Jimmy Spithill sets himself America’s Cup mission
© Sander van der Borch
After holding on to the America’s Cup for years, Jimmy Spithill and ORACLE Team USA lost their title to Emirates Team New Zealand in June 2017. He’s now on a mission to win it back.
One of the greatest sporting movie quotes of all time comes from the Sylvester Stallone’s Rocky Balboa; “It’s not how hard you hit, it’s about how hard you can get hit and keep moving forward.” But how do you do that? How do you move forward from the hardest hit of your sporting career?
Rewind four years and Jimmy Spithill was the posterboy for ORACLE Team USA’s 2013 America’s Cup triumph – heralded as the greatest comeback in all of sport. He and his crew won nine consecutive races from the hitherto unstoppable Emirates Team New Zealand. Yet in Bermuda less than two months ago, he suffered the biggest loss of his career – watching the most treasured prize in all of sailing, the America’s Cup, foil away and back to New Zealand. For Jimmy, it meant not just a disappointment, but a paradigm shift; his America’s Cup bubble had burst, and the hunted now became the hunter.
We sat down with Jimmy to learn more about this shift and what it takes to over come one of the hardest moments in his career.
What is it like to lose an America’s Cup?
Losing the America's Cup is one of the toughest things I have ever experienced. It is hard to put it into words. It is a real empty feeling. For me, one of the worst things is letting people down, and that is how I left this America’s Cup. Feeling, that ultimately, I let all my team-mates down. I have got to embrace that. You have got to feel the pain somewhat and use that to motivate you and to learn the lessons.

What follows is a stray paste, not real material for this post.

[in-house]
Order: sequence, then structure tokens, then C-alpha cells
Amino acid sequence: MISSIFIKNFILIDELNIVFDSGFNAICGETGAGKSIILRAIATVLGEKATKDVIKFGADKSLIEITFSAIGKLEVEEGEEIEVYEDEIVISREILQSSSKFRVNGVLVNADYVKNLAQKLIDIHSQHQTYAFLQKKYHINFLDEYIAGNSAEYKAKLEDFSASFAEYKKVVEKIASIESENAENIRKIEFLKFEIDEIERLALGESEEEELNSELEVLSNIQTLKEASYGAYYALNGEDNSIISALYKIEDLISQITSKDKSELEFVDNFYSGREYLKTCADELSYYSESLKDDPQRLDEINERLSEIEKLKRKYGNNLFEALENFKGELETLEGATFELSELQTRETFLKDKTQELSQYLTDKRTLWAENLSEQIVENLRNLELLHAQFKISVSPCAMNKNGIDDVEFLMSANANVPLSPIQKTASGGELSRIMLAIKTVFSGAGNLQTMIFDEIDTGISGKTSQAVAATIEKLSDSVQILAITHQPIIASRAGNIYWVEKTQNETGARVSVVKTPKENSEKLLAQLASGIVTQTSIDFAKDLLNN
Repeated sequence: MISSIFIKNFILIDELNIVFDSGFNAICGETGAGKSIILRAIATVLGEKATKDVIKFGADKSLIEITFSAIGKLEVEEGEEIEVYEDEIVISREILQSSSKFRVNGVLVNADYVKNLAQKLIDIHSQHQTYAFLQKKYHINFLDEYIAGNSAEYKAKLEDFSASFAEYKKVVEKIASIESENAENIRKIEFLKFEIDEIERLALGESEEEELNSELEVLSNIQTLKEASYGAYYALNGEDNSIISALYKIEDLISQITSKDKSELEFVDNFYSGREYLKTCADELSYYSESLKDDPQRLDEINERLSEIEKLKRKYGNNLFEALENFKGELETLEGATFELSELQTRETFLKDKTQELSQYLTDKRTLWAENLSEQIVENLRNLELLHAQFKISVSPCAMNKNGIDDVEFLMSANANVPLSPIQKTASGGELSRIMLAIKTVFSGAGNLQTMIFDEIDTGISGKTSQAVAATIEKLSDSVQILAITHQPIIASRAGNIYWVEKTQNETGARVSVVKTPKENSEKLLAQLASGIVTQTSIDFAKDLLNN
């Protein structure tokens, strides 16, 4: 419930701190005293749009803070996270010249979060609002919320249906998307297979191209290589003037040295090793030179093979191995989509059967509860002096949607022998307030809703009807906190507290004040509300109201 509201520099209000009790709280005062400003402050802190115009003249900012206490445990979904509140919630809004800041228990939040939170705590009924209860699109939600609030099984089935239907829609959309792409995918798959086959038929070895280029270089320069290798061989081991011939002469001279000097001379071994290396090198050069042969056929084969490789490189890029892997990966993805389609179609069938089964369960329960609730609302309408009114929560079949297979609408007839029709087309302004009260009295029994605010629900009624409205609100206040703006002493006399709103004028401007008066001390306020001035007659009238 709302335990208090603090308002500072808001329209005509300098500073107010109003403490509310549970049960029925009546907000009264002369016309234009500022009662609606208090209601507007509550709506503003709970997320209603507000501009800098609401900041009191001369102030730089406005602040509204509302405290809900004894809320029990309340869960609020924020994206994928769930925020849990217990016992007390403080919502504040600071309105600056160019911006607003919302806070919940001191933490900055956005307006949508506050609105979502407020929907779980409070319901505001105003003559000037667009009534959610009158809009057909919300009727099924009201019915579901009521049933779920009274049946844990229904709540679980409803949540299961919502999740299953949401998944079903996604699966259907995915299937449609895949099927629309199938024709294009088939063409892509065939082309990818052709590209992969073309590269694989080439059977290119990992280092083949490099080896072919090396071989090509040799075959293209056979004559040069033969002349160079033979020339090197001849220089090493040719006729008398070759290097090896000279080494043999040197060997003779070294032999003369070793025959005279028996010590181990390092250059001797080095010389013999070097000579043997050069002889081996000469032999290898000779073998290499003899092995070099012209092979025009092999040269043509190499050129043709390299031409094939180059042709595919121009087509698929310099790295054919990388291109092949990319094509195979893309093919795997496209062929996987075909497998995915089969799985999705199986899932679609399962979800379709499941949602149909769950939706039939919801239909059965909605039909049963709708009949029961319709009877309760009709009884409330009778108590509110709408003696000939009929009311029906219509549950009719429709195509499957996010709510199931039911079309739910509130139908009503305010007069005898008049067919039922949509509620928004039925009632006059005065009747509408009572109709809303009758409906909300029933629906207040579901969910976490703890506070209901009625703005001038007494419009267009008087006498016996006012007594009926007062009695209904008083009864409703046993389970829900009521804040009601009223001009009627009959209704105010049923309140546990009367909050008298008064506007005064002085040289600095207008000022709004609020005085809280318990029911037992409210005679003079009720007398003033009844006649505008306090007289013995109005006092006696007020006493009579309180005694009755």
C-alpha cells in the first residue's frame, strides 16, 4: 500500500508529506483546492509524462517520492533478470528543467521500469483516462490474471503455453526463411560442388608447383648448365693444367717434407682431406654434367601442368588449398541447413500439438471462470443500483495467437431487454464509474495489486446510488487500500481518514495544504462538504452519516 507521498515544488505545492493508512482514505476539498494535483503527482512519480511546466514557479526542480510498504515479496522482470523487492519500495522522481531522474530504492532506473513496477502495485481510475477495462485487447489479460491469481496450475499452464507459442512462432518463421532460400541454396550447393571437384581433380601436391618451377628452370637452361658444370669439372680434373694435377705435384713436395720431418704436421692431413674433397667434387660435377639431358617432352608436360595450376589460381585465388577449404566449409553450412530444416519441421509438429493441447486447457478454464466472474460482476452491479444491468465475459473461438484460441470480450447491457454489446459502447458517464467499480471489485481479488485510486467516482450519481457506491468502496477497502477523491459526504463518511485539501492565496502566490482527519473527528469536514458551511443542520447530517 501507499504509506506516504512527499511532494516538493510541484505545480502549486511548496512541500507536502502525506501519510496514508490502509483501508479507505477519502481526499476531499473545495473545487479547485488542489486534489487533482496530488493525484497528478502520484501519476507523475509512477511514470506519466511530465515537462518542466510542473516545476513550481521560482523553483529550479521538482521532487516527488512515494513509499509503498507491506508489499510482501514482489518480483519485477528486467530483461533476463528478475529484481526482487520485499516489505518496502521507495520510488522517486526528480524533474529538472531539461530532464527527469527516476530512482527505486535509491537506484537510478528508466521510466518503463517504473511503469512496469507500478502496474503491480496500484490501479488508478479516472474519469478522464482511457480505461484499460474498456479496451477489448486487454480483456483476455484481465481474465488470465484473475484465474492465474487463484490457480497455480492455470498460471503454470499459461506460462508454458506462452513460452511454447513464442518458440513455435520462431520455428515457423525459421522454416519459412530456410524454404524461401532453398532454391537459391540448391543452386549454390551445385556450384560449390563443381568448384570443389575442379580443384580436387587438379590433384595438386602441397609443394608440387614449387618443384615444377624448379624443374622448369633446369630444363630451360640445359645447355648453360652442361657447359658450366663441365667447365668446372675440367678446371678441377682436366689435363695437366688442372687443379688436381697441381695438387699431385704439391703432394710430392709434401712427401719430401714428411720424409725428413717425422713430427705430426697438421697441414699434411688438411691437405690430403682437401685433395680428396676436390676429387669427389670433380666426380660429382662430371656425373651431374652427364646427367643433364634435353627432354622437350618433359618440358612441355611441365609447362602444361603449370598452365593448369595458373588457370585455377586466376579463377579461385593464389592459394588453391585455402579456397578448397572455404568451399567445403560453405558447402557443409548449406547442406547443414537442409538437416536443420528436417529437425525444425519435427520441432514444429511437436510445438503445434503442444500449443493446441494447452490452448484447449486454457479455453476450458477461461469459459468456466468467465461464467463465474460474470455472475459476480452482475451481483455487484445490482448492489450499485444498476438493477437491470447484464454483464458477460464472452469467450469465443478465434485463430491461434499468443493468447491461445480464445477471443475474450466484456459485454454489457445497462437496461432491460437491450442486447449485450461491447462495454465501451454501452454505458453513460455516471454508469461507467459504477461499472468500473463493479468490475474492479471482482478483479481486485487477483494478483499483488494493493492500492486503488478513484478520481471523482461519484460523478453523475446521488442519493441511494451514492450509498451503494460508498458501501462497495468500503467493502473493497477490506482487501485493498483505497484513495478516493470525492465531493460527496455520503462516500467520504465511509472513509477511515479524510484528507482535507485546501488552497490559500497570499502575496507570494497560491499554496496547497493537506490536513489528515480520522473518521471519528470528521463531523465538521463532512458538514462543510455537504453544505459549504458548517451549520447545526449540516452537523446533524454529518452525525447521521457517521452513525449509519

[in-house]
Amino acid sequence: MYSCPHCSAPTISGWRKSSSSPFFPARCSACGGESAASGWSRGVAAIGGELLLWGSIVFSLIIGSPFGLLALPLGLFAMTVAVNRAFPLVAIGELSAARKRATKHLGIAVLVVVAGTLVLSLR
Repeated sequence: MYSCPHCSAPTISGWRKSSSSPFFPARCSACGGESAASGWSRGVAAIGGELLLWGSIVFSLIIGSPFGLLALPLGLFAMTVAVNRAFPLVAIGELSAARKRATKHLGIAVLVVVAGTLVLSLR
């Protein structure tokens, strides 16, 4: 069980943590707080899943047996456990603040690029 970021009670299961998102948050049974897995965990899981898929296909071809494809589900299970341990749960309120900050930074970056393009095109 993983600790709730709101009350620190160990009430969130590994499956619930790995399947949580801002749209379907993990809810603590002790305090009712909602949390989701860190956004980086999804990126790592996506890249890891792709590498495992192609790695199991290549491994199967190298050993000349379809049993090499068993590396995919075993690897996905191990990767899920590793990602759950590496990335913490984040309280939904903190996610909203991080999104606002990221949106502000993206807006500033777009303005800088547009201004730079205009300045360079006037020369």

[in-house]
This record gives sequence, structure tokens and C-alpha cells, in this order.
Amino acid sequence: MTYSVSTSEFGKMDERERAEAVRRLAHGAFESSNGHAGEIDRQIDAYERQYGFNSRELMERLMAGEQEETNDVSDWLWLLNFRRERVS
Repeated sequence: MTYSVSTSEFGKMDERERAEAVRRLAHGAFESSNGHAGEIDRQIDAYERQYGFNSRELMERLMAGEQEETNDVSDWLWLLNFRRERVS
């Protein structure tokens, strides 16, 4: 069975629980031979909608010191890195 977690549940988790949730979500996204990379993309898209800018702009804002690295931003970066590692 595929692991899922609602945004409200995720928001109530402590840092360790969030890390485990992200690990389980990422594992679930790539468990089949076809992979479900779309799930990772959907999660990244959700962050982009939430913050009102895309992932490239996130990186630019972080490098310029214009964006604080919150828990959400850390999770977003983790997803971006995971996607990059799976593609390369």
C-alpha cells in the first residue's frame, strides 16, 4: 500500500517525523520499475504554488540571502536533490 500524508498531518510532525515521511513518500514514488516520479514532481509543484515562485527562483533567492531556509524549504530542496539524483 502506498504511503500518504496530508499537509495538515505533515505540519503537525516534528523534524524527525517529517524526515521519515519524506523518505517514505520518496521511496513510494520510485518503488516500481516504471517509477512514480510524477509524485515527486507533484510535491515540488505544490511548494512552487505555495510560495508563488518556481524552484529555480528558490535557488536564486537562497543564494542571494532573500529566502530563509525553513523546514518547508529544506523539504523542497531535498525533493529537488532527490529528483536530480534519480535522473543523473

What is it like getting outside of the America’s Cup bubble?
At the end of every America’s Cup campaign, regardless of whether you win or lose, there is always a period of somewhat depression. You go from having a routine: you get up, go to training, go out on the water, all your meals are planned, you get used to operating right on the edge; then at the end of the campaign, it stops. You wake up and you don’t know what to do with yourself. You think, ‘well what do I do now?’ It takes some time to be able to wind down and go back to normal family life.
How did you reflect on the loss?
After such a long campaign with so much on the line, when you’re on the losing end you have to make sure that you reflect on the experience. You want to learn from it and make sure you grow stronger from it so you can come back and have the chance to race again for it. I think what I have come back with is that [in our campaign] we were too conservative and I didn’t go with my instincts enough.
How has your role within the America’s Cup changed now?
Being the defender, you have a target on your back. Every single one of those teams wants to take you down. And now we find ourselves in the position where we are one of the teams now – we are chasing the defender.
Will you now be one of the hunters?
We will definitely be chasing this America’s Cup .
What does the future have store?
We want to go and get that Cup back. When you’ve been involved with a great group of people, especially a successful team, it is addictive. It does become an obsession. Once you get the taste of it, you want to taste it again.
What role do you see women playing in the America’s Cup moving into the future?
I think the America’s Cup is so physical now, it’s right up there with a lot of mainstream sports. Having said that, you only have to look at the Red Bull Youth America’s Cup to see some of the teams sailing with women being successful. There are definitely roles onboard – certainly steering and skippering the boat – that don’t require such a big physical side, and it would not surprise me at all to see women in the America’s Cup in the future.
What is the best thing the sailing world can do in the next four years?
Think forwards. Think about the next generation. And the best way to do that is to speak to the next generation of sailors and see what they want to do. To look to the future, you need to speak to the future and that’s the kids.
Jimmy Spithill’s Chasing the Cup: My America’s Cup Journey is available now at retailers and online in hardcover and Kindle editions.